For the past several years, I’ve enjoyed reading mysteries. One of my favorites is the Maisie Dobbs series by English author, Jacqueline Winspear. It starts just after WWI and is now jn 1933. Ms. Winspear lives in N. California and was in town to sign her latest book, Leaving Everything Most Loved.
My husband was a gentleman and took me all the way to the Light Rail station instead of dropping me at the Park & Ride in the pouring rain. This is my first sketch done on public transport. I’m not sure how others do it as it is so crowded on the Seattle Metro system that there is hardly any room to sketch and definitely one cannot sketch without being watched. But I figured drawing a dog would bother no one. The poor little guy did not seem to like being on the train. He was unsteady on his feet, his ears were back and his tail down. And the inside of his ears really was pink.
Since my husband dropped me off on his way to work, I arrived in town quite a while before the noon event. It was still raining, so I sheltered with some coffee at Top Pot doughnuts and did a sketch.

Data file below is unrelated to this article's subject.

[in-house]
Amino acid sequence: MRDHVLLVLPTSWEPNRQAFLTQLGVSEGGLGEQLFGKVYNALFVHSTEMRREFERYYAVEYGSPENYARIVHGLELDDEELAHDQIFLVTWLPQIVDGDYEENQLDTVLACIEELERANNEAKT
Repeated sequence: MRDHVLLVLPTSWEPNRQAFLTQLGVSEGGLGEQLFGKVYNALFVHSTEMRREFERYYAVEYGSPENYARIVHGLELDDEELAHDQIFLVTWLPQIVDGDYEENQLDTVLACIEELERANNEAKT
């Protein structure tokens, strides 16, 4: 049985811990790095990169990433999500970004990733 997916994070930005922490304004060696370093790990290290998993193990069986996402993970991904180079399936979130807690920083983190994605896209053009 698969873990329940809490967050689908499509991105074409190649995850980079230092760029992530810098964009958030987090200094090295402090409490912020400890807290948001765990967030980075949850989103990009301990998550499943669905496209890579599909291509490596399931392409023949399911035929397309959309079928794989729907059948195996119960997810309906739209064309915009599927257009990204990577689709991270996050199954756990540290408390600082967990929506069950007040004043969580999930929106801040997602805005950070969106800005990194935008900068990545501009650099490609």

The weather started to improve as I wandered around some more. I sat on a bench near a bank building and sketched this tulip sculpture across the street. Here’s what I found in a search after I got home: Seattle Tulip, Tom Wesselmann, 1989. Painted steel sculpture.”
Then it was time to go to the book signing. It was held in the tiny Seattle Mystery Bookshop just off Pioneer Square. Ms. Winspear did not give a formal talk or read from the book. She just signed books and talked with her readers.
Afterwards I had lunch, walked around some more and took photos. The day turned out to be warm and sunny, if windy. My trip home via Light Rail and 2 buses was “only” 1.75 hours. Though unplanned, I made all my connections with little waiting. The last time I traveled home took 2.5 hours.